What they left behind so I could thrive

This article, by Paulina Aguirre-Clinch, was originally published in the Arizona Daily Star on September 17, 2023.

Soy la hija de inmigrantes. I remember it like it was yesterday. Arriving to our new-to-us house on Calle Acapulco and getting a taste of the scorching Tucson sun. First thing my mami did was put us in the gleaming white bathtub to cool off. We were home. I was five and my brother was three.

Those first few years were tough, especially on my parents. In Mexico, they held prestigious positions as bankers. “Ay apa, ya vas empezar,” I gripe, but listen carefully as my dad tells me a story (usually the same one) of his days as a manager in Sonora. My dad’s effusiveness gives me a glimpse as to what they left behind to come to the United States. And if I’m being honest, it also breaks my heart a little.

To make ends meet, my parents worked a long series of random jobs. Many a weekend you could find us at the swap meet selling all sorts of odds and ends—gardening tools, Avon and Mary Kay products, toys, Mexican candy, saladitos con limón, you name it. My dad also worked as a dishwasher and then a waiter at a Mexican restaurant. My mom had a newspaper route and an ice cream truck. For a long while, she was one of those ladies at the grocery store giving out samples. My dad retired first after working 20 plus years as a truck driver. My mom retired a bit later to help take care of my nephew. She had been a teacher’s assistant for over 25 years.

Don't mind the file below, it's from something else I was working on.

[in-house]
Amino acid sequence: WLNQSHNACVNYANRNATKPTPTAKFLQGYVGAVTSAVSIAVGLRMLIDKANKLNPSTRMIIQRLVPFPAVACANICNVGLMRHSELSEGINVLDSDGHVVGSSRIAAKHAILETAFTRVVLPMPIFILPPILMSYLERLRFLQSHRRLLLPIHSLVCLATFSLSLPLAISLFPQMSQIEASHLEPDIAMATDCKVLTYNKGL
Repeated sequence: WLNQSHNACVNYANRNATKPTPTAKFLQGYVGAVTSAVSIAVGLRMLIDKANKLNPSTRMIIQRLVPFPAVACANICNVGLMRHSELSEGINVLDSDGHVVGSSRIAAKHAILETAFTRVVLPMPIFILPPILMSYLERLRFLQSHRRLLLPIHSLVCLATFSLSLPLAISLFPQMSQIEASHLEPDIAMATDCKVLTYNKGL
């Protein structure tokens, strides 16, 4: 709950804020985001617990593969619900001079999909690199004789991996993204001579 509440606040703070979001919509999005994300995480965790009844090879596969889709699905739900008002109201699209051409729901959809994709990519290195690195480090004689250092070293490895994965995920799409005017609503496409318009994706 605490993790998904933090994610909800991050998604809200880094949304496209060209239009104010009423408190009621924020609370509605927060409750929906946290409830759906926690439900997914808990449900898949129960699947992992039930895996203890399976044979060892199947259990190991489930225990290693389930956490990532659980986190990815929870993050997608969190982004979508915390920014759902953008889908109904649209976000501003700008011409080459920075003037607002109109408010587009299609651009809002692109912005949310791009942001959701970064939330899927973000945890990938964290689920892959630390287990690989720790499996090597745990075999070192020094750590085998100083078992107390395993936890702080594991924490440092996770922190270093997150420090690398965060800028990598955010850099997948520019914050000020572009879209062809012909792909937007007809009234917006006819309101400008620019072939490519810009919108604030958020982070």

I share this because sometimes we forget. Se nos olvida que... “there is no shame in our parents’ struggle, they show us what courage, resilience, and sacrifice look like. A veces se nos olivida how privileged we are to receive an education, have jobs we enjoy, have rights, and resources our parents didn’t. Hay que ponernos las pilas y echarle ganas” (poem selection from Mariposa by Kim Guerra).

So that’s exactly what I did. Me puse las pilas and got to work. First, as a library assistant for the Tucson Unified School District (TUSD) and then as a substitute librarian for Pima County Public Library while finishing library school. Unfortunately, by the time I graduated, PCPL wasn’t hiring. I moved to Portland, OR and worked my first professional job as a bilingual youth services librarian at Multnomah County Library. My time in Oregon was magical, but la sangre llama and I came back home to be with my family and serve my community.

This year I celebrate 13 years with PCPL and as Alexis Rose from Schitt’s Creek would put it, “Um, love that journey for me.” If you haven’t watched Schitt’s Creek, you’re missing out. The show almost single-handedly got me through COVID. It’s up there with Game of Thrones, except it’s nothing like it and has a much better and happy ending. If you’re in need of some lightheartedness and hilarity in your life, do me a favor and check it out from the library (see what I did right there?). And while I’m at it, here are a few more of my favorite library things (this list is not exhaustive, I repeat) in addition to the wonderful and caring library staff.

MyPCPL App – I not only placed my book on hold, but also checked it out with the app when I got it delivered. Last favorite read was After Hours on Milagro Street by Angelina M. Lopez. I’m anxiously waiting for the second one in the series, Full Moon Over Freedom.  

Paulina Aguirre-Clinch is a Library Services Manager and a member of multiple teams, including Many Nations, Nuestras Raíces, and the Seed Library.